When cleaning your medical cleanroom, you should have a clear protocol for what needs cleaning, what you’ll use to clean it, and in what order things will be cleaned. Clutter and loose debris should be gathered first, in a top-down approach, so that any dust or particles will move toward uncleaned areas and not risk contaminating what’s already been cleaned. Once loose dirt has been collected, apply your detergent or soap using a clean mop head. Follow up with a thorough rinse to remove any soap residue.
With cleaning complete, you can then apply disinfectant to kill microorganisms not removed during cleaning. Some disinfectants require rinsing to remove residues, typically using sterile water or an isopropyl alcohol and water solution. Allow the proper drying time before rinsing to ensure the disinfectant has done its job.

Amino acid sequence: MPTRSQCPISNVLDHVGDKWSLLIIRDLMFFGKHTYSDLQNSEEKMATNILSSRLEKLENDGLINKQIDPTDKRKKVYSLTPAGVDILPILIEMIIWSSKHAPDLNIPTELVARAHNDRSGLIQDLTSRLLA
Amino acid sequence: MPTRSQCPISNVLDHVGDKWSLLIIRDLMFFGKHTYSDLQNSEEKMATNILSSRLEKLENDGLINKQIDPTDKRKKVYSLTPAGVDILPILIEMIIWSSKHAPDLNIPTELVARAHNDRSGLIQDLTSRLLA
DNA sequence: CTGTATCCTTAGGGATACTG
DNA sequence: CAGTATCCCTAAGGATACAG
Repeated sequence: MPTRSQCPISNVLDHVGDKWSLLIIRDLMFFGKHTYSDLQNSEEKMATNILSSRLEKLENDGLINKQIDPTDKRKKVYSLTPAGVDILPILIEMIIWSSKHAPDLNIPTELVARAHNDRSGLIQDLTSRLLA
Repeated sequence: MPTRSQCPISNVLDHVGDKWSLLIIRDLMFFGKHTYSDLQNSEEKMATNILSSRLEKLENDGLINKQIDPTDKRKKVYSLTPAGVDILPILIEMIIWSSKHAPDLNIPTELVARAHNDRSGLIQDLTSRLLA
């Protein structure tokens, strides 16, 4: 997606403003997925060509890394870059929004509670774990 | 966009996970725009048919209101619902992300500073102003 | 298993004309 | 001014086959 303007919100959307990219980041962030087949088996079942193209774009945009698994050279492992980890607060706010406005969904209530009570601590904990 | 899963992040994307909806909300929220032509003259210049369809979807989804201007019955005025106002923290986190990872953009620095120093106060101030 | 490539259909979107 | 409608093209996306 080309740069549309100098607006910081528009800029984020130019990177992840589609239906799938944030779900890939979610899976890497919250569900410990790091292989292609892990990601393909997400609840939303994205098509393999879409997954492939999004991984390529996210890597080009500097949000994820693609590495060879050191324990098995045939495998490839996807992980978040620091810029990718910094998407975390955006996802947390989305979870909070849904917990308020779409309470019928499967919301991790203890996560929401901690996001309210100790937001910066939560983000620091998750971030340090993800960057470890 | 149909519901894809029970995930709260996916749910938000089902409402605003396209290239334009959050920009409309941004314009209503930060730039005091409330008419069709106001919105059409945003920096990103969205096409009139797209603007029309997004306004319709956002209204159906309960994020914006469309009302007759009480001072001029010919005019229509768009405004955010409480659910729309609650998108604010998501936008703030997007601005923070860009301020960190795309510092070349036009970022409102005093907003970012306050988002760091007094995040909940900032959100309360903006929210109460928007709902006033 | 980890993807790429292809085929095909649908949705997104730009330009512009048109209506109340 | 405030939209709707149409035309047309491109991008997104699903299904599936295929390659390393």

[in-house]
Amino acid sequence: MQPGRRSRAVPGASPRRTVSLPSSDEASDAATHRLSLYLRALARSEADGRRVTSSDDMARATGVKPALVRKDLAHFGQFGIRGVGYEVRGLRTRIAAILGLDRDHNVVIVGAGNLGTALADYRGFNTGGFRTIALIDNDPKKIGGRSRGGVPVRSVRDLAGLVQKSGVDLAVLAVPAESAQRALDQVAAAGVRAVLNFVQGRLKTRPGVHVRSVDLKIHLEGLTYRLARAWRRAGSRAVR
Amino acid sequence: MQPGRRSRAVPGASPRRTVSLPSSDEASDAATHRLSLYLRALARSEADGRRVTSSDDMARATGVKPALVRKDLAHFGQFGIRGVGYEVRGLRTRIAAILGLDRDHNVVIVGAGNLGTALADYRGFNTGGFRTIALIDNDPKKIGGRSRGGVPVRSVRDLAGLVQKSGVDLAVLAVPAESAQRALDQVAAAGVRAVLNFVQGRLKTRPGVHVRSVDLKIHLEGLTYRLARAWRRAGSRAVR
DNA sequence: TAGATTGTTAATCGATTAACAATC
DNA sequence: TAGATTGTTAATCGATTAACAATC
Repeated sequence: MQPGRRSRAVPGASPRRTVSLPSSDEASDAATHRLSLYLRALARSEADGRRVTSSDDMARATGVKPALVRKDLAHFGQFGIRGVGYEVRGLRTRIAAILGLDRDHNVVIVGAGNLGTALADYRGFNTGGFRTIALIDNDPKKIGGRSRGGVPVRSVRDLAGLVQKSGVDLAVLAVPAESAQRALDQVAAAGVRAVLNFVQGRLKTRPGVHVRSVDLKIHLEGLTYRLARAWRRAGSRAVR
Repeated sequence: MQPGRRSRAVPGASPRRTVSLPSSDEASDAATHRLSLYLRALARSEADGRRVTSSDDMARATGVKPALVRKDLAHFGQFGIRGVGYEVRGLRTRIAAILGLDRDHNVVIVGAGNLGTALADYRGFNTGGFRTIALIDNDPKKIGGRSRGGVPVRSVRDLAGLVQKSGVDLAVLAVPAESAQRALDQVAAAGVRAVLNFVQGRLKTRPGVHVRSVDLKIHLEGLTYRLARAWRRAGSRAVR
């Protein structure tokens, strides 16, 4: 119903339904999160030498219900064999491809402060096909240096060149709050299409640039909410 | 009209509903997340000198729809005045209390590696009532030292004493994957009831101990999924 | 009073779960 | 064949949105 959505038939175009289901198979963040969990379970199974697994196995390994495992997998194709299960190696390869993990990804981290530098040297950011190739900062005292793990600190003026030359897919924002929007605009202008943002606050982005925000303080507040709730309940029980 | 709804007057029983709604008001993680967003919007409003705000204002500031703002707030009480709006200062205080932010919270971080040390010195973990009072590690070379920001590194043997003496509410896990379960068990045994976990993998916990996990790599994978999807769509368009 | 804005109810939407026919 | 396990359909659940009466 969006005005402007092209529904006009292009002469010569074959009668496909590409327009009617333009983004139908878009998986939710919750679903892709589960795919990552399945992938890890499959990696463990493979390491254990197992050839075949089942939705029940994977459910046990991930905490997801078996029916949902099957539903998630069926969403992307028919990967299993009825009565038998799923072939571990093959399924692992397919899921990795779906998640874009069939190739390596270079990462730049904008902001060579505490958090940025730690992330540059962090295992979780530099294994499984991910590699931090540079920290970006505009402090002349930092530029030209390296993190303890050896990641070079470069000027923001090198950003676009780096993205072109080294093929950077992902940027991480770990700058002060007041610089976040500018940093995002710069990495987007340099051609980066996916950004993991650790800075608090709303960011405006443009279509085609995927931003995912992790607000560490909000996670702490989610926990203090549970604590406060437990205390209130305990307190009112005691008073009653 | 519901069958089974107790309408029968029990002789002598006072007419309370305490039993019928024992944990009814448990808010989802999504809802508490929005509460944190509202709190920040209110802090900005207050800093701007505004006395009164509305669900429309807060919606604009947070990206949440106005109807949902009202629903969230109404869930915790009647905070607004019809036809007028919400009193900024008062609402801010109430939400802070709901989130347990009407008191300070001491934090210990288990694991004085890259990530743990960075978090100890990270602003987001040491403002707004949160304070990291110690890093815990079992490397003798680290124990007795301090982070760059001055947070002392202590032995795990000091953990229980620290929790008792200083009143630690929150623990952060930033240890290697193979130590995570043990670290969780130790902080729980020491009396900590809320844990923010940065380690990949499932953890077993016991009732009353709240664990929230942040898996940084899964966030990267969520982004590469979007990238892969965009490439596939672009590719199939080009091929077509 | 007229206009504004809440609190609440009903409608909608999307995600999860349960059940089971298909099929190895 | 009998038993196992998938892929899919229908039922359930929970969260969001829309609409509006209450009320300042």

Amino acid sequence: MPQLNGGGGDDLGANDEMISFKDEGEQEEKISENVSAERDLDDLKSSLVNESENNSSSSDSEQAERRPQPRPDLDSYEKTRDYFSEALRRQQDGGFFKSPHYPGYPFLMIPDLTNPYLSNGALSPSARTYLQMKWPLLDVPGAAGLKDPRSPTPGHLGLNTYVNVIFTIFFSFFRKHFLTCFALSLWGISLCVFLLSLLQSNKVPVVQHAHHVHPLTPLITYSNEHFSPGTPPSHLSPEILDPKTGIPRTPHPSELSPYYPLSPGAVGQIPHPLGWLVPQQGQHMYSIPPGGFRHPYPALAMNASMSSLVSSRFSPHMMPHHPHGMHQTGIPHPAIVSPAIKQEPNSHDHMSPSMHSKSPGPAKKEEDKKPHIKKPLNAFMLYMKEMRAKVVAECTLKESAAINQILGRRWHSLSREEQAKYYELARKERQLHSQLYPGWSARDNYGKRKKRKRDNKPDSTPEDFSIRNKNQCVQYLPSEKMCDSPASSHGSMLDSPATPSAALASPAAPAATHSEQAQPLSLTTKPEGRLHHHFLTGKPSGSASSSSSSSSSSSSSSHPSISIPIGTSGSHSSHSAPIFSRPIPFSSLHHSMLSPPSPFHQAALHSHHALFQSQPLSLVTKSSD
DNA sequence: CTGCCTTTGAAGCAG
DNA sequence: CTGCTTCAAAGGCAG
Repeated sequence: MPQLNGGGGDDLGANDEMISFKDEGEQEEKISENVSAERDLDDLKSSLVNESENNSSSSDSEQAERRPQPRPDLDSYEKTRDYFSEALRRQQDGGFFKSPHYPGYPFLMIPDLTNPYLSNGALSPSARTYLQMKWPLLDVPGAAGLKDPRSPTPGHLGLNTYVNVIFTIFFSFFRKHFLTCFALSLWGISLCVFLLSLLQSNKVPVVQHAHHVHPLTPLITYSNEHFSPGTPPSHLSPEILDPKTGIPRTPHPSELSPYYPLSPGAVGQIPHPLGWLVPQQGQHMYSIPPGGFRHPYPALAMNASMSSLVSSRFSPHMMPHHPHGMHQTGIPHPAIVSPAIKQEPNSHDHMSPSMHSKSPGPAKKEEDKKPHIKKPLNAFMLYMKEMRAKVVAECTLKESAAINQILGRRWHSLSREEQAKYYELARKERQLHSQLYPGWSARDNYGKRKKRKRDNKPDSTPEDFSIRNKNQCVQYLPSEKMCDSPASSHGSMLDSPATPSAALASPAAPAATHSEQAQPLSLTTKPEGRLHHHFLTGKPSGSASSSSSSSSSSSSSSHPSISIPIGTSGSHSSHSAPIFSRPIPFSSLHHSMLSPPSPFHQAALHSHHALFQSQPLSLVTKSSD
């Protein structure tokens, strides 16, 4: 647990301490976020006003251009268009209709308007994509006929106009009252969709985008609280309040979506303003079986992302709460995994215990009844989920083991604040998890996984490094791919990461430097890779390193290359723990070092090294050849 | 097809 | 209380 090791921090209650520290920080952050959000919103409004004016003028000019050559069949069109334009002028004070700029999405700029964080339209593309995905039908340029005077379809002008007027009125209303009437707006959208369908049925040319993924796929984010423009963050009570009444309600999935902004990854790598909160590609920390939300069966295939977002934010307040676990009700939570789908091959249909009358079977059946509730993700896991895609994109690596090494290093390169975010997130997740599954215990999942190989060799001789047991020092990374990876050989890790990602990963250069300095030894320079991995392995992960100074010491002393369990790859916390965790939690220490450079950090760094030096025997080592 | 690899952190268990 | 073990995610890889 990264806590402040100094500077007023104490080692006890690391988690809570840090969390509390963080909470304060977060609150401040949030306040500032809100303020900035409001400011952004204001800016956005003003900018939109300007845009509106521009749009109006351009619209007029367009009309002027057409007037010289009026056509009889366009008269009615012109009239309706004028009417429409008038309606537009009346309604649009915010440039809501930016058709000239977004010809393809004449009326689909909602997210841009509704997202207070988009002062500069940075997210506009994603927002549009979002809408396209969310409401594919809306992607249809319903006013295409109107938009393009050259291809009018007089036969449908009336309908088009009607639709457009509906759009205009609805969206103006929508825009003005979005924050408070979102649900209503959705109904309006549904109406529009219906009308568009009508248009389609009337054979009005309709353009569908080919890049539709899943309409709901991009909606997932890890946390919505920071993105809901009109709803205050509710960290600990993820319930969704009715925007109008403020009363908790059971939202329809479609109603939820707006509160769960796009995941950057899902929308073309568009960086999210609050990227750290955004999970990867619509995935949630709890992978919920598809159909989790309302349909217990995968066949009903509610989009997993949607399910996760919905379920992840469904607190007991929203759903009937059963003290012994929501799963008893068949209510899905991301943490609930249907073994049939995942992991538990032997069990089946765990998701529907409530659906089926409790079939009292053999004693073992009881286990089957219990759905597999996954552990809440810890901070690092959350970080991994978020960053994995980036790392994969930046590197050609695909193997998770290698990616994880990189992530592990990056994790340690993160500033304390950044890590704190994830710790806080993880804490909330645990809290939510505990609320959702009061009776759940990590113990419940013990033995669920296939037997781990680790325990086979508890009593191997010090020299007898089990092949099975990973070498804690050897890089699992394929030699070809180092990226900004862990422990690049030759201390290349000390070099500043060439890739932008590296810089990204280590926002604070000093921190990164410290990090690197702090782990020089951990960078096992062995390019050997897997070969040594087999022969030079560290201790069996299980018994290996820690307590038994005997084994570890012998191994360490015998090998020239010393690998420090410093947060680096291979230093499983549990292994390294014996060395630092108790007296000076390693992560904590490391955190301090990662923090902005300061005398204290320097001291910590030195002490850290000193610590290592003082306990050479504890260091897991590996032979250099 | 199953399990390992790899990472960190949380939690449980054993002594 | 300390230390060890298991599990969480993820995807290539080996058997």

Your cleanroom design should include adequate storage for all cleanroom cleaning supplies, detergents, and disinfectants. Ideally, cleaning products should be stored somewhere in the cleanroom so you won’t risk contamination by transporting things in and out of the space each time you need to clean. Storage should be secure and contaminant-free. Always dispose of used cleaning materials and waste responsibly.
Cleanroom Cleaning Tips:
- Use different mop heads for different parts of the room, i.e. a different tool for the floor than you use on the ceiling and walls.
- Follow a proper mopping pattern. A proper mopping protocol will ensure that all areas are properly cleaned and disinfected without missing “dirty” sections or drawing contaminants into previously cleaned parts of the surface.